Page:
PRAGUE (Reuters) - The installed capacity of wind and solar energy projects approved in the Czech Republic is nearly four times what can be safely fed into the country’s electricity grid, energy distributors said on Wednesday.
The Association of Czech Regulated Electro-Energy Companies (CSRES) said the installed capacity of all projects approved by the end of January was 8,063 MW.
The limit from solar and wind projects that won’t overload the grid is 1,650 MW until 2012, which corresponds to installed capacity of 2,200 MW, according to estimates made by the CSRES.
“We are obliged to connect to the grid or distribution system anyone who asks if it does not threaten a safe operation of the system. So our options are limited, it is up to lawmakers to resolve this,” said Petr Zeman, chief executive of grid operator CEPS and a member of CSRES.
He added it was necessary to adopt legislation that would help eliminate applications which looked unviable.
The gap between the installed and actual output from renewable resources is so wide because production is affected by changing weather.
Meanwhile, projects with installed capacity of 2,352 MW have already signed connection contracts with operators, the association said.
CSRES includes the distribution units of central Europe’s largest power utility CEZ, Czech power group PRE and grid operator CEPS.
BOOM IN SOLAR POWER
Generous feed-in tariffs -- which guarantee prices far higher than current market levels -- have led to a boom in solar plants which guarantee high return thanks to a drop in prices of photovoltaic panels.
The Czech parliament is debating a bill to reduce regulated prices for solar energy by more than the 5 percent a year than they are allowed to fall under current law.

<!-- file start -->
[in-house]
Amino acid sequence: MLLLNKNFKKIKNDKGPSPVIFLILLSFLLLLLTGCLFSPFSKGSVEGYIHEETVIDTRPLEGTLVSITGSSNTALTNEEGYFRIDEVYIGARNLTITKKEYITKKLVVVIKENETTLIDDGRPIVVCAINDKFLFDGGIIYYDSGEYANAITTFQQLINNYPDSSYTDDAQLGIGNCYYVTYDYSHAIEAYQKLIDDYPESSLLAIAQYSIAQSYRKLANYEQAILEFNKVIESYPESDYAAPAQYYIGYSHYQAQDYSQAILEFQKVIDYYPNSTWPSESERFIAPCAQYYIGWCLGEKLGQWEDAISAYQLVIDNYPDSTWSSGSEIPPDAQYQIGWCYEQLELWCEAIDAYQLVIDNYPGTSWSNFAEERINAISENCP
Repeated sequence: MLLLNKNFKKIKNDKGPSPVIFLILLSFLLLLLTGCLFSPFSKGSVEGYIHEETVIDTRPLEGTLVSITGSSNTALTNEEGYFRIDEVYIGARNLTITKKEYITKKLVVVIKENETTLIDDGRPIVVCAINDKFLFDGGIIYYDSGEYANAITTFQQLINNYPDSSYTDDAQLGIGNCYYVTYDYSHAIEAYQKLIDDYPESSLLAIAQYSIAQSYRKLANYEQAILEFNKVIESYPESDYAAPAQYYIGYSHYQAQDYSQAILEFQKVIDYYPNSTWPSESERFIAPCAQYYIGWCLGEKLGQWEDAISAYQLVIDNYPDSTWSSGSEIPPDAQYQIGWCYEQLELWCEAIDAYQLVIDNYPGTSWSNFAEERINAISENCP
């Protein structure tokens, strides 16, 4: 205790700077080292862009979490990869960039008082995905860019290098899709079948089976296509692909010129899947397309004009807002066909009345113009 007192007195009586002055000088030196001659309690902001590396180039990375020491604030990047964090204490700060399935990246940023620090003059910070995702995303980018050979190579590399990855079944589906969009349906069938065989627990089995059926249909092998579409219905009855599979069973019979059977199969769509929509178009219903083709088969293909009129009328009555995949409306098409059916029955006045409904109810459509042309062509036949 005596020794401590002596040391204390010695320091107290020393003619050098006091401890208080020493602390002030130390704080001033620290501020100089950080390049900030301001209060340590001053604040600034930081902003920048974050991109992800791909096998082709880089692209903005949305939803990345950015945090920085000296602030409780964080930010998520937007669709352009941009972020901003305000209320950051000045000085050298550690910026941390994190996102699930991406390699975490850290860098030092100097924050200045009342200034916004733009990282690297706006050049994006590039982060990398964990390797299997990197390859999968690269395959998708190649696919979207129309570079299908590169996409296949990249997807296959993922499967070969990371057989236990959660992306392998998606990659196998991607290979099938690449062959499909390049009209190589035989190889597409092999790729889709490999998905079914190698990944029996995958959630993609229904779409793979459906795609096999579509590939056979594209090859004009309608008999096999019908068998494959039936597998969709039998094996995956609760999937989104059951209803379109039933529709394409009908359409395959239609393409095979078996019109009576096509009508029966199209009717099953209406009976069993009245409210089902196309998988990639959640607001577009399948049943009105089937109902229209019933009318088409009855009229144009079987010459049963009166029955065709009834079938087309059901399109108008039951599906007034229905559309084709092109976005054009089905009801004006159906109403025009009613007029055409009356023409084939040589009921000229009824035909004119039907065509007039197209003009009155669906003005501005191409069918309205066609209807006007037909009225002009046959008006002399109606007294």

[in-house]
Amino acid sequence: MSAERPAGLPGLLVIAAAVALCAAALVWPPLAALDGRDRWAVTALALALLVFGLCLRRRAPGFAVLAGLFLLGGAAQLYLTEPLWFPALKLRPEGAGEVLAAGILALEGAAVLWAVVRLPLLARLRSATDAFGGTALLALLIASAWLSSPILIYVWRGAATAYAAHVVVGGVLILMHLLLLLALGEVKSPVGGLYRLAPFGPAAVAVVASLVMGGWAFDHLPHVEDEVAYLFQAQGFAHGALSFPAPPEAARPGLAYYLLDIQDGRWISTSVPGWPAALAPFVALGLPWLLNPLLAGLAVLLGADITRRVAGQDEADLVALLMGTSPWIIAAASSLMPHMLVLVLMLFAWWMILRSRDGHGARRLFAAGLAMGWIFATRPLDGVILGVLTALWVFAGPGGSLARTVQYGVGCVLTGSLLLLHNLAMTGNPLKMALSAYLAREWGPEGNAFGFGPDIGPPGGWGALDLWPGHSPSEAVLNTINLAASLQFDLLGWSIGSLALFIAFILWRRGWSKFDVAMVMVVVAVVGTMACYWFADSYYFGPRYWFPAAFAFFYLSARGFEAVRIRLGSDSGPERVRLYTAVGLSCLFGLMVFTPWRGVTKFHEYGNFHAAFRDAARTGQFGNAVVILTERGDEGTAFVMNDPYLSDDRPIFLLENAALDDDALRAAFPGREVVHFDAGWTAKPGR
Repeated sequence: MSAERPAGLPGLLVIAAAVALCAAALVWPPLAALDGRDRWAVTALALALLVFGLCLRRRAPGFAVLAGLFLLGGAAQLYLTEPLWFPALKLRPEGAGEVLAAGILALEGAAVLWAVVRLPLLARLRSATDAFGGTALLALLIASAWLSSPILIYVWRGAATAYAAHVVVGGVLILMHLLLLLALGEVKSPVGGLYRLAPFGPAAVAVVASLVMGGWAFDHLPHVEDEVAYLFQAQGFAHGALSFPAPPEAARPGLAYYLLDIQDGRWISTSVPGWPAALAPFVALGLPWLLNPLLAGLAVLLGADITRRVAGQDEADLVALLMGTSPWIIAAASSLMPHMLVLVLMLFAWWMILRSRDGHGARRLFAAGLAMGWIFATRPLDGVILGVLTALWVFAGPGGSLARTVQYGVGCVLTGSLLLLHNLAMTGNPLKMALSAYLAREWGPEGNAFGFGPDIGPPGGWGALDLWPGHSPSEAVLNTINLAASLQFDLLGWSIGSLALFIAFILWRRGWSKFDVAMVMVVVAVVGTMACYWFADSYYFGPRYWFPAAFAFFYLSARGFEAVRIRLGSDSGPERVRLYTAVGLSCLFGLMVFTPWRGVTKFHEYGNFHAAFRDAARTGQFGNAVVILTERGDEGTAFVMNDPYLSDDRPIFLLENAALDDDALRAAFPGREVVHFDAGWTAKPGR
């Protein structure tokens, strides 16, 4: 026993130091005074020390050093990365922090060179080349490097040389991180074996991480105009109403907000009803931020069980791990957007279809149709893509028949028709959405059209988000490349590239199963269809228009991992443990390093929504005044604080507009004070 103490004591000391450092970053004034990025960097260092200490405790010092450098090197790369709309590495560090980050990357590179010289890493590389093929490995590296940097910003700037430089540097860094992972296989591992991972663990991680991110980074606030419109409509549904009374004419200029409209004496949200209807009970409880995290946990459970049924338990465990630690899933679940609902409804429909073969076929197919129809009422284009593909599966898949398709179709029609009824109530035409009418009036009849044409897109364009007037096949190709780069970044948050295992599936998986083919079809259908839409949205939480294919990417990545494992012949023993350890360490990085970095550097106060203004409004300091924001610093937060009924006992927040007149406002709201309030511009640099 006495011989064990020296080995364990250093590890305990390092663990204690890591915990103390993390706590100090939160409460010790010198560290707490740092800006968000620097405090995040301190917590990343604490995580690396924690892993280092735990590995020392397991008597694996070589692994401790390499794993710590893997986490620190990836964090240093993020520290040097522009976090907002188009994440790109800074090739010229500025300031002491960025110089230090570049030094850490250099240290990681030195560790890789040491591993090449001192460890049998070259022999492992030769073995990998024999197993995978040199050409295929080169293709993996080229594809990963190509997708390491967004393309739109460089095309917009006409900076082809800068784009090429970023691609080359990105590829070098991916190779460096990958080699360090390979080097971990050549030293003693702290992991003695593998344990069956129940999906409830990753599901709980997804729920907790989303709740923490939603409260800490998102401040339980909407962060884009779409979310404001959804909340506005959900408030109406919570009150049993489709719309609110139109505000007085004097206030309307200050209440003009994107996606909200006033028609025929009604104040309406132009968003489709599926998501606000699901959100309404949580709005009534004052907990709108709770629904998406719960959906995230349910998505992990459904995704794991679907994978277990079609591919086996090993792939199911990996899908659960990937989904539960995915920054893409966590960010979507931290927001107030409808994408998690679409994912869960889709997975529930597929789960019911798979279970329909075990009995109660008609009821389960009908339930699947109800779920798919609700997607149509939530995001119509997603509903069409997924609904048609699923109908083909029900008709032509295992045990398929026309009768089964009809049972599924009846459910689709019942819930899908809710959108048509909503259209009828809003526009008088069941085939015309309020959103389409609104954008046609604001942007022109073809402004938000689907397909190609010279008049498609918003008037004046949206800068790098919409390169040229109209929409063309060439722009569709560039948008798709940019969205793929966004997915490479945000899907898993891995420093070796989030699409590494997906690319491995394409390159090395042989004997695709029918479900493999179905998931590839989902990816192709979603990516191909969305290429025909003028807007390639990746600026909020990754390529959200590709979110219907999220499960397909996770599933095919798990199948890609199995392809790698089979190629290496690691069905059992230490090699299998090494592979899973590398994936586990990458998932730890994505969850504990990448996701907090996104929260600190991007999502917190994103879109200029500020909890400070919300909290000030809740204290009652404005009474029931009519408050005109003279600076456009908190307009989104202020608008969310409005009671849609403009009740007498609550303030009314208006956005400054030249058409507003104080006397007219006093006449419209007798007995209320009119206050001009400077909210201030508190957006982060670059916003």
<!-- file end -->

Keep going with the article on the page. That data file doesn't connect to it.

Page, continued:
CEZ Chief Executive Martin Roman wrote in an opinion piece for daily Mlada Fronta Dnes that current prices are around 10 times higher than those determined on power exchanges and said the situation was unsustainable and would cost consumers up to 1,200 billion crowns ($63.59 billion) over the next 20 years.
The country’s grid operator has also warned that a lack of legislation regulating connection of renewable sources could threaten stability of supplies because sudden swings in output pressures the system.
“We need to have some reserves to balance out the distribution system and the grid...to make up for the various outages and volatility mainly in production of renewables,” Zeman said.
Eastern Europe, which relies mainly on coal and nuclear energy for its electricity production, is lagging behind its western neighbors in meeting EU renewable energy goals.
The EU wants 20 percent of its energy sourced from renewables by 2020, from under 10 percent now. It also wants to reduce dependency on Russian gas imports, amid recurrent tension over gas supplies between Russia and Ukraine.
Additional reporting by Robert Mueller; editing by Michael Kahn and James Jukwey
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